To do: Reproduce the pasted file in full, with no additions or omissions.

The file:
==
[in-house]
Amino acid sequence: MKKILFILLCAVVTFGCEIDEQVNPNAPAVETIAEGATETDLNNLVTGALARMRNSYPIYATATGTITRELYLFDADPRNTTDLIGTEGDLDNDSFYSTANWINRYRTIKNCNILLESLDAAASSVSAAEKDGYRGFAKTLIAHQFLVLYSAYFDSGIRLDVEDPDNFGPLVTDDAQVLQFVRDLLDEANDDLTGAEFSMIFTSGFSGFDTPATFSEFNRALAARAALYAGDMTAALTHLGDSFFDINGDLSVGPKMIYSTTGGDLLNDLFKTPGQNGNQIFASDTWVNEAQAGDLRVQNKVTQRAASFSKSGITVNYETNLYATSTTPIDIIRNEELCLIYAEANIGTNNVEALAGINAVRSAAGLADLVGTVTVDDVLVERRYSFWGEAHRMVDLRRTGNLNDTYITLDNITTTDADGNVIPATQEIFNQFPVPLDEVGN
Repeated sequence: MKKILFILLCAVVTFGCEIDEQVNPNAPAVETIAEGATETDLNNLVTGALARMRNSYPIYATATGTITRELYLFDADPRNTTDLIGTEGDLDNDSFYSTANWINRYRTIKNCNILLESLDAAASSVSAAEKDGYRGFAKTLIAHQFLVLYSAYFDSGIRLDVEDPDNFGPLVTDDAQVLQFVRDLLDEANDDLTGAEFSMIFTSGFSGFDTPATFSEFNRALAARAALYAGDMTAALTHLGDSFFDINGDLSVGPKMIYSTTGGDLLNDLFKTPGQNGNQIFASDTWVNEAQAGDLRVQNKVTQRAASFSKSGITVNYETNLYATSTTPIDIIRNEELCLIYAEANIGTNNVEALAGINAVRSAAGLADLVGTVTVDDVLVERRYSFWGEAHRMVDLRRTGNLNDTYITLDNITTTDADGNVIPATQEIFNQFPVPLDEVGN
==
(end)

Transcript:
[in-house]
Amino acid sequence: MKKILFILLCAVVTFGCEIDEQVNPNAPAVETIAEGATETDLNNLVTGALARMRNSYPIYATATGTITRELYLFDADPRNTTDLIGTEGDLDNDSFYSTANWINRYRTIKNCNILLESLDAAASSVSAAEKDGYRGFAKTLIAHQFLVLYSAYFDSGIRLDVEDPDNFGPLVTDDAQVLQFVRDLLDEANDDLTGAEFSMIFTSGFSGFDTPATFSEFNRALAARAALYAGDMTAALTHLGDSFFDINGDLSVGPKMIYSTTGGDLLNDLFKTPGQNGNQIFASDTWVNEAQAGDLRVQNKVTQRAASFSKSGITVNYETNLYATSTTPIDIIRNEELCLIYAEANIGTNNVEALAGINAVRSAAGLADLVGTVTVDDVLVERRYSFWGEAHRMVDLRRTGNLNDTYITLDNITTTDADGNVIPATQEIFNQFPVPLDEVGN
Repeated sequence: MKKILFILLCAVVTFGCEIDEQVNPNAPAVETIAEGATETDLNNLVTGALARMRNSYPIYATATGTITRELYLFDADPRNTTDLIGTEGDLDNDSFYSTANWINRYRTIKNCNILLESLDAAASSVSAAEKDGYRGFAKTLIAHQFLVLYSAYFDSGIRLDVEDPDNFGPLVTDDAQVLQFVRDLLDEANDDLTGAEFSMIFTSGFSGFDTPATFSEFNRALAARAALYAGDMTAALTHLGDSFFDINGDLSVGPKMIYSTTGGDLLNDLFKTPGQNGNQIFASDTWVNEAQAGDLRVQNKVTQRAASFSKSGITVNYETNLYATSTTPIDIIRNEELCLIYAEANIGTNNVEALAGINAVRSAAGLADLVGTVTVDDVLVERRYSFWGEAHRMVDLRRTGNLNDTYITLDNITTTDADGNVIPATQEIFNQFPVPLDEVGN